Rose Tremain is a historical novelist who latches on to, as one critic has put it, “unglamorous outsiders” for her protagonists. These characters invariably evoke great compassion from her readers. She couples these alienated characters with historical characters. For instance, in Restoration, the young, sensuous, but common doctor Merivel becomes part of the court of Britain’s King Charles II. In Silence and Music, the lovelorn musician Peter Claire plays his lute at the court of King Christian IV of Denmark.
Tremain’s creative method, in conjunction with her elaborate descriptions of religious attitudes, medical practices, social customs, and so forth, helps bring the historical era in question to life. In addition, by destabilizing readers’ assumptions, Tremain keeps them surprised—and thus fascinated. More than anything, she creates highly sensual, and sexual, characters who long for something or someone with great intensity but sadly, with little chance of ever achieving what they long for. For instance, in Restoration, Merivel longs for the king’s mistress, the haughty Celia. Harriet, in The Colour, longs to build a life for herself in the wilds of New Zealand. In Letter to Sister Benedicta, Amanda longs desperately for her brother while her mother, Ruby, longs for reconciliation with both her children. In Silence and Music, the king longs for his boyhood friend and to hear once more an elusive piece of music before he dies.
In addition to compelling characters, Tremain uses fascinating settings such as New Zealand in The Colour and Denmark in Silence and Music, and different times, such as 1660 England in Restoration, to lure her readers into accepting and anticipating that anything can, and will, happen. Tremain also uses humor and irony to heighten readers’ enjoyment of her novels. In The Road Home, the main character, Lev, forgets to turn off his cell phone at a musical performance, and when it rings, the orchestra conductor turns around to glare at him. Ironically, Lev is out of place, and the call is from his home in Eastern Europe, where he belongs and to which he returns in the end.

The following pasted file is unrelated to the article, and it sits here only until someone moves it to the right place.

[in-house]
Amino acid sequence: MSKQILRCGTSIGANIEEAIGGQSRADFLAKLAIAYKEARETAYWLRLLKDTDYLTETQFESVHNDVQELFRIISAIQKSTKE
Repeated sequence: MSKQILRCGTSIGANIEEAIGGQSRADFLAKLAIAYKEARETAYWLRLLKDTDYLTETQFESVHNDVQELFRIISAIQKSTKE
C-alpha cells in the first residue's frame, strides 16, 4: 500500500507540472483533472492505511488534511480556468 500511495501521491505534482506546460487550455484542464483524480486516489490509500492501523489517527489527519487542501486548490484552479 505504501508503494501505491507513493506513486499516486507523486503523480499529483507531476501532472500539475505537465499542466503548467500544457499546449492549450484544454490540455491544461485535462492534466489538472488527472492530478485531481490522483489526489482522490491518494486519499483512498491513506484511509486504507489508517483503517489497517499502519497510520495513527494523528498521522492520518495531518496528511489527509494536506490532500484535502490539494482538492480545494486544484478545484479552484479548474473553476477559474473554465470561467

Perhaps in an effort to separate herself from the label of “historical novelist,” Tremain has tended to set her later novels in more recent times. The Road Home, for instance, tells the story of modern-day immigrants from Eastern Europe and their integration into Western Europe.
Letter to Sister Benedicta
The protagonist of Tremain’s 1978 novel Letter to Sister Benedicta is Ruby Constad. At age fifty, Ruby feels lost and so begins an intermittent letter to a favorite nun she knew as a child in India, Sister Benedicta. The letter turns into a journal in which Ruby juxtaposes the happy time in her life when she knew the sister with her present enormously sad situation. It is the Christmas season, and Ruby’s husband, Leon, a successful divorce lawyer whom she married against her family’s wishes, lies in a nursing home recovering from a stroke. Ruby’s daily visits to him are the focus of her life. Ruby and Leon’s daughter remains out of touch, and their son has left Cambridge and gone missing. Ruby’s only bit of company during this dreary holiday season is her husband’s former partner, with whom she had an affair of sorts, and his new wife.
As Ruby continues her letter to Sister Benedicta (who is aptly named, as the book is indeed a request for benediction), we learn how dysfunctional Ruby’s family really is. After ending an incestuous affair, her children have separated not only from each other but from their parents as well. Undoubtedly, Ruby is writing a letter to a dead woman that will never be mailed, but invoking the spirit of Sister Benedicta enables her to achieve some modicum of serenity. The character of Ruby makes an appearance as one of the residents of the nursing home featured in Tremain’s 2007 novel The...
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